Wednesday, August 25, 2010

English ghosts

When you grow up in England, particularly in old houses in the country, your world tends to include more of a range of things.  More things co-exist. Layers of things. You know, paraphernalia.  With emphasis on the para.  My father would talk about ghosts quite matter of factly and although I don't think our house was haunted, we knew that there were ghosts in the older part of the farm.  Friends had ghosts in their houses and I can remember with absolute clarity every single haunted room I stayed in -- from the friars in the old chapel in Hinton Waldrist, to the eery chill I felt in one of the bedrooms in my sister's house near Buntingford (although I was 15 at the time and quite impressionable) to the clinking armor witnessed in a Very Grand house party in Yorkshire while we were at Oxford. There was a Grey Lady in the Golden Valley near Ashridge and a dashing 1930s motorist who lingered around midnight by the lodge to Ashridge House (witnessed by my parents' best friends on numerous occasions, even when they weren't pleasantly squiffy, although the ghost did appear on the same road my father drove off of, in the middle of the night, after a good dinner with his friend Muddy in Little Gaddesden.)

Of course my husband, who grew up in new-ish apartments in Beverly Hills, thinks this is all a load of hooey and won't hear a word about it.

While staying with a very old and dear school friend in Dorset this summer, in an elegant late 18th century country house, I slept very poorly.  Minky and I shared an awfully pretty room with waxy chintz curtains, a view of the stables, a bathroom full of delicious Floris soap, starched white sheets that were cool to the touch and lots of fat, new glossy magazines piled on the round table by the bed.

Minky in our pretty, blue room

At breakfast the following morning, with the sun streaming in, and delicious bowls of grapefruit and cups of tea, my friend asked me how I slept.  I told her that it was a bit of an odd night, and felt a little foolish saying that I felt something in the room. It wasn't malevolent, I said, just unsettling.  (Minky told me later that I grabbed her hand and wouldn't let go all night long.)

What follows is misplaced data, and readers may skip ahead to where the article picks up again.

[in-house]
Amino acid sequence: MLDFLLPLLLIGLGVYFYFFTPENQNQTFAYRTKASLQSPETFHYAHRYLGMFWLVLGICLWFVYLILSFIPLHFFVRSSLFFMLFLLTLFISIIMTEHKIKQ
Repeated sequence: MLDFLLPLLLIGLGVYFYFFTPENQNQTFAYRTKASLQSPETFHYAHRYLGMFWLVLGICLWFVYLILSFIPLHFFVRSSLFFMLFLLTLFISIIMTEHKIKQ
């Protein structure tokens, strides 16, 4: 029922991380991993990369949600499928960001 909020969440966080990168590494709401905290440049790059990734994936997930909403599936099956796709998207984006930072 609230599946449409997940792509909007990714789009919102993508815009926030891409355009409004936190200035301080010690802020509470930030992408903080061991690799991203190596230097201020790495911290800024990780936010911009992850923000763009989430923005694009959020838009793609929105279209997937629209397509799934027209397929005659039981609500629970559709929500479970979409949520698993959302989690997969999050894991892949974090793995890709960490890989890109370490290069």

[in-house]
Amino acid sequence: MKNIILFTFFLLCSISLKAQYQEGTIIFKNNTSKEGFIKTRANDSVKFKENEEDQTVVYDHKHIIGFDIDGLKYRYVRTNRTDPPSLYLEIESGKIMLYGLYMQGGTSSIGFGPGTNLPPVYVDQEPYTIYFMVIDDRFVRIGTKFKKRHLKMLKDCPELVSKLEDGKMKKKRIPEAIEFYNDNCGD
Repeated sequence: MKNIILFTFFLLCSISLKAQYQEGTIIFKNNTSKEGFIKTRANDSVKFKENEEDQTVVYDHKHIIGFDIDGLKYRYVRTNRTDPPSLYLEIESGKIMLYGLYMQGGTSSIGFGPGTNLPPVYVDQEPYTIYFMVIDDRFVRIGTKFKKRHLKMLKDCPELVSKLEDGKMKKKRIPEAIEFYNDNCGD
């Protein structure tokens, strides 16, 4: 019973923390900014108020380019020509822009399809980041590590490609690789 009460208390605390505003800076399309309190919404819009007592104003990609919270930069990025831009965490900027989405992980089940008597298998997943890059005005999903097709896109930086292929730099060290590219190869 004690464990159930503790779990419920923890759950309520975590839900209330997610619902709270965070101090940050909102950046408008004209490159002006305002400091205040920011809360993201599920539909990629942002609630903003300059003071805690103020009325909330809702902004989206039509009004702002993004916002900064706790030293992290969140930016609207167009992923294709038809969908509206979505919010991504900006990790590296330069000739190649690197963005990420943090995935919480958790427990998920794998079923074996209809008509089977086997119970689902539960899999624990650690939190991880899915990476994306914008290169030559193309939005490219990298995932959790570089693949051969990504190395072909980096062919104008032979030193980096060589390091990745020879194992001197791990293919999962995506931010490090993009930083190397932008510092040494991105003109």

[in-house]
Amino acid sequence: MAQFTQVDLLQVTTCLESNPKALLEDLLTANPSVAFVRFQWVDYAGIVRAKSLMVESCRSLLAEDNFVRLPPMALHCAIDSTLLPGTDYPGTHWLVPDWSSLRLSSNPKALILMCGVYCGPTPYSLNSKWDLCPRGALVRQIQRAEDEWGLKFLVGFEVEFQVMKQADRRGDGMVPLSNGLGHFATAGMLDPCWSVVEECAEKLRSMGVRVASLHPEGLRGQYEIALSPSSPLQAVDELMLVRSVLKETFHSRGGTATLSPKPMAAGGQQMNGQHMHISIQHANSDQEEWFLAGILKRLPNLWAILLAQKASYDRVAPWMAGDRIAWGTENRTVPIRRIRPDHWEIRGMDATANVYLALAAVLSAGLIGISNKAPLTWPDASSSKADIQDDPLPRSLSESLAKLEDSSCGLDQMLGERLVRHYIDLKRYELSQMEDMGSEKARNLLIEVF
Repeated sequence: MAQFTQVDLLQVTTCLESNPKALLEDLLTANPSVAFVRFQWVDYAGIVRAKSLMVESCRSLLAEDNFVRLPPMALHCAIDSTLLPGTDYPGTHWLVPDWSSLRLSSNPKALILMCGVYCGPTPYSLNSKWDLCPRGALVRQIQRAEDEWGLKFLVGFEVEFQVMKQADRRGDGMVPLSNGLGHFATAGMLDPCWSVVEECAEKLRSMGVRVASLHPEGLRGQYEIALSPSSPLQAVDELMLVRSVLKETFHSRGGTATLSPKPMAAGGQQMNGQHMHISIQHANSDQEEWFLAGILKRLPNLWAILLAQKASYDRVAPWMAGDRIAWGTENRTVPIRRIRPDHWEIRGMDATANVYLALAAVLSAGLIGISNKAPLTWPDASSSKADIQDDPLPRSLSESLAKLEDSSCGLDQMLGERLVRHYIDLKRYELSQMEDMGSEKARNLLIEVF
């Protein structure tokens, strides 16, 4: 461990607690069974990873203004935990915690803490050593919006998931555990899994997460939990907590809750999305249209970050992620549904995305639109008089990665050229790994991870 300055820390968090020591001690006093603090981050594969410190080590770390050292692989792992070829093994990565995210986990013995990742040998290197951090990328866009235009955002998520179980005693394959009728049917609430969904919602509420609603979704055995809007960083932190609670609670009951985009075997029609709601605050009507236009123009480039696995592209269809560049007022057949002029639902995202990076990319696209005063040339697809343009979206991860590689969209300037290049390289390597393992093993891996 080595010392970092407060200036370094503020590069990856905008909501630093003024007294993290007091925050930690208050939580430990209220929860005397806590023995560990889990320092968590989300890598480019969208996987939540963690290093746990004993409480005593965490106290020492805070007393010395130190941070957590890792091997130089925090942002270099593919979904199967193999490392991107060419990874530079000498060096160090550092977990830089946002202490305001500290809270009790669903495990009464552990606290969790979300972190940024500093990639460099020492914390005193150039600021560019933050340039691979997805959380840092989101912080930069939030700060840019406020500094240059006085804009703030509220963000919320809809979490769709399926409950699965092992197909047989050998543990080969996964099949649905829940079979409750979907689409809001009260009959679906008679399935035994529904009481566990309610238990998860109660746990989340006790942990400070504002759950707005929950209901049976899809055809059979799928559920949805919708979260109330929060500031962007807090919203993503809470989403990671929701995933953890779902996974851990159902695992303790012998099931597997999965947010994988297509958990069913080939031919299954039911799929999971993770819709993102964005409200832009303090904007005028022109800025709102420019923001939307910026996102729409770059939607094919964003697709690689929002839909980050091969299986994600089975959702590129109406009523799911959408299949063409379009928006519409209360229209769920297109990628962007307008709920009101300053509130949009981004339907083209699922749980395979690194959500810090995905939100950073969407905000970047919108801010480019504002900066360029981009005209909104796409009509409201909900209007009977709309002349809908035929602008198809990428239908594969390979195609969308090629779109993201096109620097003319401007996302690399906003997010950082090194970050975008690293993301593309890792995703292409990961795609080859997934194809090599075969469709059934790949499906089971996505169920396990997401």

At one point in the night it struck me that no-one would believe me, and that I needed evidence. So, with a shaking fingers, I took this intrepid picture with my phone:

Regardez le menacing gape of the fireplace!

Come on, even the Ghostbusters would be impressed.

When dawn came up (and what a cheery relief is the first light of dawn after a disturbed night) I took this picture of the sun coming through the curtains:

Colefax and Fowler, naturally

And a picture of the view from my window:

What could be more normal than a willow tree and a stable clock?
I told my story as amusingly as possible but like a scene from a scary movie, my friend grabbed both my hands, looked into my eyes, and said "I should tell you that other people have felt that room is haunted. I didn't really want to say anything yesterday in case it freaked you out. But I can tell you now."  I giggled nervously.  "In fact" she went on "when G stayed in the room above yours he felt as if someone's hands were on his neck, trying to strangle him."


Back in Los Angeles, no-one would listen to my ghost story.  My son told me with a smirk that he didn't believe in fairies or dragons either. My husband rolled his eyes at me.

But today, I feel vindicated.  In my in-box is a letter from my friend in Dorset, which includes this paragraph:

"Oh yes....I checked out the bedroom you stayed in....and you were right, there was something there! It has moved on now and feels so much better.  Poor you. I am sorry you had such a disturbed night; at least next time you come all will be peaceful ."


the happy honeybee said...

Miss B, I love stories about old haunted English manors. Have you read Sarah Waters' latest? It's called The Little Stranger, and though it gets a little crazy at the end, I couldn't put it down until I finished the very last delicious word.

Beautiful, beautiful place, btw!

Miss Whistle said...

Dear HH,
I haven't read The Little Stranger but you're not the first to recommend it. I will seek it out.
And yes, isn't the house divine?
A wee bit jaloux... :-)

Miss W

AQ: said...

LOOOOOOOOOVE this post... and love the new layout. Pure bliss, Miss-Whiss x

Whittle said...

It has been many moons...but from my apartment in a franetic Hong Kong there is an ironic calm in reading your familar tales of the haunted old English houses we grew up in!